Let McCain arbitrarily begin the 75th moment of the debate talking about character, starting with himself. He can and should acknowledge, with mortifying examples, his streaks of tempestuousness and righteousness. Then he can talk about what he and his supporters see as the larger side of his character -- the courage, steadfastness and faith in God, country, comrades and family that sustained him for five and a half years in the Hanoi Hilton. He should also cite -- thankfully, not pridefully -- his willingness to conciliate, which made him a leader in America's rapprochement with Vietnam. Finally he can talk about his maverick spirit that has sometimes earned him enemies within his own party.

Finally he should turn to Obama, and invite him to do the same. If Obama demurs, or moderator Tom Brokaw says, "Let's move on to the next question," McCain should say, no, the American people need to see their presidential candidates put a mirror to their characters. The candidates have given scores, hundreds, of speeches, with pre-packaged sound bites. Just this one time -- with maybe a quarter of all Americans in front of their TV -- let them talk revealingly about their inner core, where campaign managers and speechwriters can't reach.

If Obama choose to do so, fine -- voters can decide who they want to trust running America in such a parlous period. Maybe the young and smart Democrat will, on the fly, provide the most important chapter to his hitherto selective biography. But if he still demurs, and Brokaw still tries to get to the next unimportant debate question, McCain should stop the proceedings in its tracks, and ask his opponent about Jeremiah Wright -- even though, months ago, McCain said any more criticism of the Obama-Wright connection was off-limits. How could it be, McCain should ask, that Obama could sit in the pew of Trinity United Church of Christ for 20 years and not have heard his pastor utter any of his racist rants, his denunciations of the middle class, his repudiation of Martin Luther King Jr.'s message of reconciliation? If Obama couldn't cope with Jeremiah Wright, how could he deal with Vladimir Putin or Mahmoud Ahmadinejad or Hugo Chavez?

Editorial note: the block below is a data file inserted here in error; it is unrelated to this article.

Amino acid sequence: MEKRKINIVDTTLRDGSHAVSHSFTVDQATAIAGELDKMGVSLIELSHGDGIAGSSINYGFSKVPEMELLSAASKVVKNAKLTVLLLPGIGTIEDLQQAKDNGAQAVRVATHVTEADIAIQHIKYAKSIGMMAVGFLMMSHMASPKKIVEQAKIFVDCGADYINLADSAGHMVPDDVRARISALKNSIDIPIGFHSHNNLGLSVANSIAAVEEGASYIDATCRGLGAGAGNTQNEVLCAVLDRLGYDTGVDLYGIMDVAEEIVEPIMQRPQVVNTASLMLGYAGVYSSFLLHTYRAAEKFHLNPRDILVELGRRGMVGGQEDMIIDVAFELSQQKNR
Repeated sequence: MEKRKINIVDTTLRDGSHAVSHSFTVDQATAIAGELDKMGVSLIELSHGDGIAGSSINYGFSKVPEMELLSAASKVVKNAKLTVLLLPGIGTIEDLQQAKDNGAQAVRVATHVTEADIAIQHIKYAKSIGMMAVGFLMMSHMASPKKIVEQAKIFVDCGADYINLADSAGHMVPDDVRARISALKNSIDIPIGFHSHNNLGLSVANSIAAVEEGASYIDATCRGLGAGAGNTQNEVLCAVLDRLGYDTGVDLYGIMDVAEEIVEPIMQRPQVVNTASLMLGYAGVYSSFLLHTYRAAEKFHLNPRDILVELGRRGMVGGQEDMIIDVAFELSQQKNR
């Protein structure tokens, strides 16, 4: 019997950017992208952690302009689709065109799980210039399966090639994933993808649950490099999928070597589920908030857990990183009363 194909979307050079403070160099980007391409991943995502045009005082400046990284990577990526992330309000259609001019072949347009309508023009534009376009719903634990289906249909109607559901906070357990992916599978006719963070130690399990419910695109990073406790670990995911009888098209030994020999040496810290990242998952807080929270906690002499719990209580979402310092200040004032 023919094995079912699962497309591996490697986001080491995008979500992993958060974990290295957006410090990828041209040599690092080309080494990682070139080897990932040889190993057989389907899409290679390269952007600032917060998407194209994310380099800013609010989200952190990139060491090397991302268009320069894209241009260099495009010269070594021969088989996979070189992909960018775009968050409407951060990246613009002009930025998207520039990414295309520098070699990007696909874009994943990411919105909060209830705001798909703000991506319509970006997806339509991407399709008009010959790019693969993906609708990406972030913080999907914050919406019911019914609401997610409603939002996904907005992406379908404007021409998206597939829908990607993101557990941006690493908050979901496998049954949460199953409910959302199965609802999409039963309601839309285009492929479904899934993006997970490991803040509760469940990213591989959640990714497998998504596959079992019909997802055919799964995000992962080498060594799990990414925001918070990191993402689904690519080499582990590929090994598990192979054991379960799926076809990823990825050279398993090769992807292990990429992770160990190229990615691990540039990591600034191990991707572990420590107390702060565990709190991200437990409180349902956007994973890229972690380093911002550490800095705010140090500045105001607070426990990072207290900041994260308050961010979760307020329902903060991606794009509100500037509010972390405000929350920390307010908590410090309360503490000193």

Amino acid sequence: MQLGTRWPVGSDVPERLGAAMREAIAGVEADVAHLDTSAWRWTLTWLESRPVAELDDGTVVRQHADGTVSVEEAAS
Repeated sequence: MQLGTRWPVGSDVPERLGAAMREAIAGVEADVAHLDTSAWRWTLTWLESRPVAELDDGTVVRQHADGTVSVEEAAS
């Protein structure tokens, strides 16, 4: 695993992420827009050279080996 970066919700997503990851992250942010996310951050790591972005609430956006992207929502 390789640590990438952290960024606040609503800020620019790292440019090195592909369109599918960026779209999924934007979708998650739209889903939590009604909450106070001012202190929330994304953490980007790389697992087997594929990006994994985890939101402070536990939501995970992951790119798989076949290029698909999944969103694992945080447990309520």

There would be a big risk in McCain trying to derail Tuesday night's debate. If he allowed himself to become self-righteous -- as he has too many times during the campaign -- he could end up a big loser. But in this time of major economic crisis and when this country is engaged in three wars (against terror and in Iraq and Aghanistan), Americans might be ready to listen to their presidential candidates talk about the two men behind the political posters.

Postscript: Palin, on a campaign stop Saturday, said Obama, according to a Page One story in the New York Times, "sees America as imperfect enough to pal around with terrorists who targeted their own country." The Times piece was about William Ayers, a founder of the Weatherman group in the 1960s that plotted bombings against the Pentagon, U.S. Capitol and other major targets. Now Ayers is a professor of education at the University of Chicago. The Times piece said Ayers and Obama's "paths have crossed sproadically" since they met at a school reform meeting in 1995, "but the two men do not appear to have been close" since then. It looks as if it would be a stretch to use Ayers as a major reason to question Obama's character. The 20-year Obama-Rev. Wright relationship is a whole other story.

Friday, October 3, 2008

The economic fate that awaits Sarah Palin's future son-in-law

A high school dropout earns 25 percent less than a graduate ($30,202 vs. $40,112), U.S. Census Bureau numbers show. This is the economic fate that awaits 18-year-old Levi Johnston, who, in several months, will be the father of Bristol Palin's baby. Will Johnston decide to return to high school and get his diploma, so he can be an adequate breadwinner for his soon-to-be family of three? Will Sarah Palin, Bristol's mother, use some of her hockey mom's pit-bull tactics (with or without lipstick) to push Johnston in that direction?

The Sarah Palin Show, Courtesy of Gwen Ifill

First Hockey Mom Sarah Palin did indeed dominate the "debate" between her and her Democratic opponent Joe Biden. But only because moderator Gwen Ifill let Palin get away with deflecting questions and launching into rehearsed riffs about "greed" on Wall Street and what she'd do about the energy crisis.

Palin offered this revealing view on getting her message out:

"I like being able to answer these tough questions without the filter, even, of the mainstream media kind of telling viewers what they've just heard. I'd rather be able to just speak to the American people like we just did."

But Palin's pre-packaged messages are no improvement over any filtering by the mainstream media. We supposedly got the real deal from her Thursday night, according to these gasps of admiration from Hugh Hewitt and Michelle Malkin. But everything she said, except the "you betcha's," was carefully rehearsed earlier this week in preparation sessions at McCain's home in Sedona, Ariz.

Despite being given complete freedom to say her own thing during the 90-minute evening, Palin didn't quite get the the morning-after verdicts McCain's team was hoping for. A CNN poll had Biden winning 51 to 36.

Why is Wachovia's loan portfolio suddenly less toxic?

Less than a week ago, Wachovia Corp. was supposedly in such bad shape that it agreed to sell its banking division to Citigroup for $2.16 billion, with the federal government agreeing to financial support if Wachovia's portfolio of bad loans proved more toxic than estimated. Now Wells Fargo is buying all of Wachovia for $15.1 billion -- and with no federal safety net.